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Workshop on Reproducible Research

Open and Reproducible Science Using Python and GitHub

2:30 p.m. - 4:30 p.m., NIH Library Training Room, Building 10

Open and reproducible science requires researchers to be able to easily build, document, and share their analysis pipeline. In this workshop you’ll get a basic introduction to Python and GitHub, two of the most popular tools in the field used to accomplish these goals. Python is a programming language that can be used for data acquisition, wrangling, analysis, visualization and more. Once you have written your code in Python (or other programming languages), you can host your project on GitHub, which allows you to share code, edit code collaboratively, and track your changes with version control.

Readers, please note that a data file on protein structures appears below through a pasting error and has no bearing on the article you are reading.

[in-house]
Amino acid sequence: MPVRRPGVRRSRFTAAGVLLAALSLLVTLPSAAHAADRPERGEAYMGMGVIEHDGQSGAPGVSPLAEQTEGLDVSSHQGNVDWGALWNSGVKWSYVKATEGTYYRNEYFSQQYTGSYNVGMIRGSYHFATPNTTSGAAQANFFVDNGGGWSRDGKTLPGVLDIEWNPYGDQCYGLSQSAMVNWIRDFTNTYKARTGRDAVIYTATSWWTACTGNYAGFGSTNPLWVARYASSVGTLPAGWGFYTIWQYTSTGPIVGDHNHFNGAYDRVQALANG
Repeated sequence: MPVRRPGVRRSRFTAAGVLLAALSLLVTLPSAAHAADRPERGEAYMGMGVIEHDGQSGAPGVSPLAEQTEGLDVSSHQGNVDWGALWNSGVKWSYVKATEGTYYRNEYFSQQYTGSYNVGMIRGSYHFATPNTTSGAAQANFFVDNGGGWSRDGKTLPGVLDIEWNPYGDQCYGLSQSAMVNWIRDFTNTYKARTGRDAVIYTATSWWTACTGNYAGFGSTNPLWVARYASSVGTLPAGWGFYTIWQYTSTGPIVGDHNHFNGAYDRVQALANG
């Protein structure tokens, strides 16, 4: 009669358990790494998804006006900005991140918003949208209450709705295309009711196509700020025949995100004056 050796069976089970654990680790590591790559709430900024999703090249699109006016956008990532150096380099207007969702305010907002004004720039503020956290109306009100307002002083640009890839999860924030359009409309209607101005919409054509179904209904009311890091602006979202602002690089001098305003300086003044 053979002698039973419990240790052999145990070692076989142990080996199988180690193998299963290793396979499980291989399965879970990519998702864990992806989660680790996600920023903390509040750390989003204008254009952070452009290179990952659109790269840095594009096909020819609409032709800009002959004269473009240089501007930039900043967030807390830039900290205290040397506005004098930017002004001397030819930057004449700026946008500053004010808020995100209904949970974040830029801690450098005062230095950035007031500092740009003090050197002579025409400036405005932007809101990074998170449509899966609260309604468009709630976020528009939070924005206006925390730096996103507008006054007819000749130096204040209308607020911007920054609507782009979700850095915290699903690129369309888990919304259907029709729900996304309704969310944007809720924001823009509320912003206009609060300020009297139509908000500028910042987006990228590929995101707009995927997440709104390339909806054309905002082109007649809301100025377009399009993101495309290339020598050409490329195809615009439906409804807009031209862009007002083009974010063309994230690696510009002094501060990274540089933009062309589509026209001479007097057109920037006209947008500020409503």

In this hands-on workshop, you’ll set up your GitHub account, write a simple Python program, and practice editing and collaborating with colleagues. PLEASE NOTE: You will need to bring your own laptop to the workshop. Instructions for installation of required software will be distributed in advance of the workshop, and the instructor will be available to assist with installation and configuration.

Registration for this workshop is now closed.

For questions, please contact Lisa Federer (NIH/OD) (lisa.federer@nih.gov).


About the Instructors

Adam Thomas photoAdam Thomas leads the Data Science and Sharing Team in the NIMH Intramural Research Program. He earned his D.Phil from the University of Oxford in Neuroscience and his researched is focused on structural brain plasticity measured with neuroimaging. Adam is also a regular instructor for Data Carpentry and Software Carpentry on campus and is a strong advocate of Open Science.


John Rodgers-Lee photoJohn Rodgers-Lee studied olfactory behavior using electrophysiology and calcium imaging in the Drosophila model organism for his graduate studies. He is part of the Data Science and Sharing Team (DSST) at NIMH. Along with teaching techniques for improved reproducibility in neuroscience, he also helps to upload data collected at NIMH to online repositories.